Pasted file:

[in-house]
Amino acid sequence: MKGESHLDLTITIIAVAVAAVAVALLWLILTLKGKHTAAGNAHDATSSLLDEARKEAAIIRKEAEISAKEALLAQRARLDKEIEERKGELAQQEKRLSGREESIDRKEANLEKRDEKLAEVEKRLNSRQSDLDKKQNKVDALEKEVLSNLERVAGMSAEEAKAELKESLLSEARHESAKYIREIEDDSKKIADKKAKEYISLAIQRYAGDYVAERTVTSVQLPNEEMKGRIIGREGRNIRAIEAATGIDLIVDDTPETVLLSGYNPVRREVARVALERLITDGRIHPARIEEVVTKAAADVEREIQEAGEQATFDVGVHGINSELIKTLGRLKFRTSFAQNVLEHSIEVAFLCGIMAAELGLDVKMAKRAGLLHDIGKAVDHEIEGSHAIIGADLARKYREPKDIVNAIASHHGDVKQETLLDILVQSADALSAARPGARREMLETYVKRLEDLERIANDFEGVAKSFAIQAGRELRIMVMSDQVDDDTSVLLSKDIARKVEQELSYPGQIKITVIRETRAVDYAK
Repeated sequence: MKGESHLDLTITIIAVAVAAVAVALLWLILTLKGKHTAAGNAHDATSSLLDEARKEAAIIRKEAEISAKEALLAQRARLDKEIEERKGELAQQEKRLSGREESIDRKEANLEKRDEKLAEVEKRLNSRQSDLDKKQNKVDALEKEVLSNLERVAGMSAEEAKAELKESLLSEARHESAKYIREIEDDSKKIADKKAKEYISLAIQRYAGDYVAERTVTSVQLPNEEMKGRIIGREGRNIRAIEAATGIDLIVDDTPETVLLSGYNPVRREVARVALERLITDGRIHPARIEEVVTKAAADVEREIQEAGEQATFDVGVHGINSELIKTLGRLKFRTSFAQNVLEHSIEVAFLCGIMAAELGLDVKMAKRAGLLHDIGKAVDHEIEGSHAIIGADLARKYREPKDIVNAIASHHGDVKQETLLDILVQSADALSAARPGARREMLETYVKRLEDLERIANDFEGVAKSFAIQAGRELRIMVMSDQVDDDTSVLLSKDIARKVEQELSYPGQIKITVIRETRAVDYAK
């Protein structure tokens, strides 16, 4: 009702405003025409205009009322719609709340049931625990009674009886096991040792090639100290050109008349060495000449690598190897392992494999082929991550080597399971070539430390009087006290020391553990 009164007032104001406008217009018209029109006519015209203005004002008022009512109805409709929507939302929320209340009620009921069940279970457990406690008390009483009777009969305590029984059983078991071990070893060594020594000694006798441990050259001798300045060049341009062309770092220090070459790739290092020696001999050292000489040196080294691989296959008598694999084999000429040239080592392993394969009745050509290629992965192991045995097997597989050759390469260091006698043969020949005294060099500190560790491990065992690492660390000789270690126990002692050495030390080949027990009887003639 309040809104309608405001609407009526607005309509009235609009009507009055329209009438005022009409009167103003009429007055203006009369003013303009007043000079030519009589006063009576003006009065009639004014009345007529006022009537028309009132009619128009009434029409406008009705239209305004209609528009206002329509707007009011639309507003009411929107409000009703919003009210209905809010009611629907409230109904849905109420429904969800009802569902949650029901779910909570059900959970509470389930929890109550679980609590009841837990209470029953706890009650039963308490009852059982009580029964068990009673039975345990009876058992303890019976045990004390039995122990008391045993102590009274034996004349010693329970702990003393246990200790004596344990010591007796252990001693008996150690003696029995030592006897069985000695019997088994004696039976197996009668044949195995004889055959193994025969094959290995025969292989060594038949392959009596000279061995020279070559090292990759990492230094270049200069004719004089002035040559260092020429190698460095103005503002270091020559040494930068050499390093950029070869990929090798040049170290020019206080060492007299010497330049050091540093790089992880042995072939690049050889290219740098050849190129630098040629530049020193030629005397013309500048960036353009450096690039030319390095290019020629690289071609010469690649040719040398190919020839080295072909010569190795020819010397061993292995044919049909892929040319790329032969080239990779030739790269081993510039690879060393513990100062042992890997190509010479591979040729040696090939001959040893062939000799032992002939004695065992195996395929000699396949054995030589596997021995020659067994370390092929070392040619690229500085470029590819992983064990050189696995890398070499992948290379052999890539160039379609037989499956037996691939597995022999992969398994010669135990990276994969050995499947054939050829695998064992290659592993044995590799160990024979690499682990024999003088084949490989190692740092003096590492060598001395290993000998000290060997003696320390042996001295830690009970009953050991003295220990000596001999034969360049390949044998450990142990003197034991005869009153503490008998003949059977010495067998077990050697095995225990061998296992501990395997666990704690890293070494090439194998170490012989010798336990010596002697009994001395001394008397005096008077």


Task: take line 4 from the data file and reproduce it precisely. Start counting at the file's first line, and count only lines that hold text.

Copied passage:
């Protein structure tokens, strides 16, 4: 009702405003025409205009009322719609709340049931625990009674009886096991040792090639100290050109008349060495000449690598190897392992494999082929991550080597399971070539430390009087006290020391553990 009164007032104001406008217009018209029109006519015209203005004002008022009512109805409709929507939302929320209340009620009921069940279970457990406690008390009483009777009969305590029984059983078991071990070893060594020594000694006798441990050259001798300045060049341009062309770092220090070459790739290092020696001999050292000489040196080294691989296959008598694999084999000429040239080592392993394969009745050509290629992965192991045995097997597989050759390469260091006698043969020949005294060099500190560790491990065992690492660390000789270690126990002692050495030390080949027990009887003639 309040809104309608405001609407009526607005309509009235609009009507009055329209009438005022009409009167103003009429007055203006009369003013303009007043000079030519009589006063009576003006009065009639004014009345007529006022009537028309009132009619128009009434029409406008009705239209305004209609528009206002329509707007009011639309507003009411929107409000009703919003009210209905809010009611629907409230109904849905109420429904969800009802569902949650029901779910909570059900959970509470389930929890109550679980609590009841837990209470029953706890009650039963308490009852059982009580029964068990009673039975345990009876058992303890019976045990004390039995122990008391045993102590009274034996004349010693329970702990003393246990200790004596344990010591007796252990001693008996150690003696029995030592006897069985000695019997088994004696039976197996009668044949195995004889055959193994025969094959290995025969292989060594038949392959009596000279061995020279070559090292990759990492230094270049200069004719004089002035040559260092020429190698460095103005503002270091020559040494930068050499390093950029070869990929090798040049170290020019206080060492007299010497330049050091540093790089992880042995072939690049050889290219740098050849190129630098040629530049020193030629005397013309500048960036353009450096690039030319390095290019020629690289071609010469690649040719040398190919020839080295072909010569190795020819010397061993292995044919049909892929040319790329032969080239990779030739790269081993510039690879060393513990100062042992890997190509010479591979040729040696090939001959040893062939000799032992002939004695065992195996395929000699396949054995030589596997021995020659067994370390092929070392040619690229500085470029590819992983064990050189696995890398070499992948290379052999890539160039379609037989499956037996691939597995022999992969398994010669135990990276994969050995499947054939050829695998064992290659592993044995590799160990024979690499682990024999003088084949490989190692740092003096590492060598001395290993000998000290060997003696320390042996001295830690009970009953050991003295220990000596001999034969360049390949044998450990142990003197034991005869009153503490008998003949059977010495067998077990050697095995225990061998296992501990395997666990704690890293070494090439194998170490012989010798336990010596002697009994001395001394008397005096008077």